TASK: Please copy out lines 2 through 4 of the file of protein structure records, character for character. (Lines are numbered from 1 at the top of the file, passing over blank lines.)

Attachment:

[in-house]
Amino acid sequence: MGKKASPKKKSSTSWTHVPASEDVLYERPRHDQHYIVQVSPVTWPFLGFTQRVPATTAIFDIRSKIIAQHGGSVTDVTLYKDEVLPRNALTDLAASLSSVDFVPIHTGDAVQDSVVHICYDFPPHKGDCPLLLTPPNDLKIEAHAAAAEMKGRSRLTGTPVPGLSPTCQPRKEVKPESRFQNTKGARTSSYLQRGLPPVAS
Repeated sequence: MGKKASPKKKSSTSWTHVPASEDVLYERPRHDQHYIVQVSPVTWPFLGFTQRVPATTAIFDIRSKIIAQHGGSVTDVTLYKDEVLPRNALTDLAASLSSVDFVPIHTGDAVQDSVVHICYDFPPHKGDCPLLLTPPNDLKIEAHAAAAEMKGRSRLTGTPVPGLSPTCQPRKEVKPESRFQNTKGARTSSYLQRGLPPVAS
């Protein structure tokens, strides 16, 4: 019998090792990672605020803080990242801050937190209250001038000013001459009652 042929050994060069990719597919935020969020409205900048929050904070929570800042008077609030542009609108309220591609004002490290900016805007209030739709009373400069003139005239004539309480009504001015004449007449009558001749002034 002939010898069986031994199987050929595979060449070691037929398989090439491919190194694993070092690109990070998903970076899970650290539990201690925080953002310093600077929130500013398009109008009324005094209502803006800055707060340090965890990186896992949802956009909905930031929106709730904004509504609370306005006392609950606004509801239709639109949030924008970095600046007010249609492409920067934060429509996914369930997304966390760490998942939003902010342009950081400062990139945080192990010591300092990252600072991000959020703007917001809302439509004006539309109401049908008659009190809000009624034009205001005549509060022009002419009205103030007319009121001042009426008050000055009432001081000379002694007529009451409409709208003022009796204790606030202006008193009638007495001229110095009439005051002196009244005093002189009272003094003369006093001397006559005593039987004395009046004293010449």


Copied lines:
Amino acid sequence: MGKKASPKKKSSTSWTHVPASEDVLYERPRHDQHYIVQVSPVTWPFLGFTQRVPATTAIFDIRSKIIAQHGGSVTDVTLYKDEVLPRNALTDLAASLSSVDFVPIHTGDAVQDSVVHICYDFPPHKGDCPLLLTPPNDLKIEAHAAAAEMKGRSRLTGTPVPGLSPTCQPRKEVKPESRFQNTKGARTSSYLQRGLPPVAS
Repeated sequence: MGKKASPKKKSSTSWTHVPASEDVLYERPRHDQHYIVQVSPVTWPFLGFTQRVPATTAIFDIRSKIIAQHGGSVTDVTLYKDEVLPRNALTDLAASLSSVDFVPIHTGDAVQDSVVHICYDFPPHKGDCPLLLTPPNDLKIEAHAAAAEMKGRSRLTGTPVPGLSPTCQPRKEVKPESRFQNTKGARTSSYLQRGLPPVAS
């Protein structure tokens, strides 16, 4: 019998090792990672605020803080990242801050937190209250001038000013001459009652 042929050994060069990719597919935020969020409205900048929050904070929570800042008077609030542009609108309220591609004002490290900016805007209030739709009373400069003139005239004539309480009504001015004449007449009558001749002034 002939010898069986031994199987050929595979060449070691037929398989090439491919190194694993070092690109990070998903970076899970650290539990201690925080953002310093600077929130500013398009109008009324005094209502803006800055707060340090965890990186896992949802956009909905930031929106709730904004509504609370306005006392609950606004509801239709639109949030924008970095600046007010249609492409920067934060429509996914369930997304966390760490998942939003902010342009950081400062990139945080192990010591300092990252600072991000959020703007917001809302439509004006539309109401049908008659009190809000009624034009205001005549509060022009002419009205103030007319009121001042009426008050000055009432001081000379002694007529009451409409709208003022009796204790606030202006008193009638007495001229110095009439005051002196009244005093002189009272003094003369006093001397006559005593039987004395009046004293010449």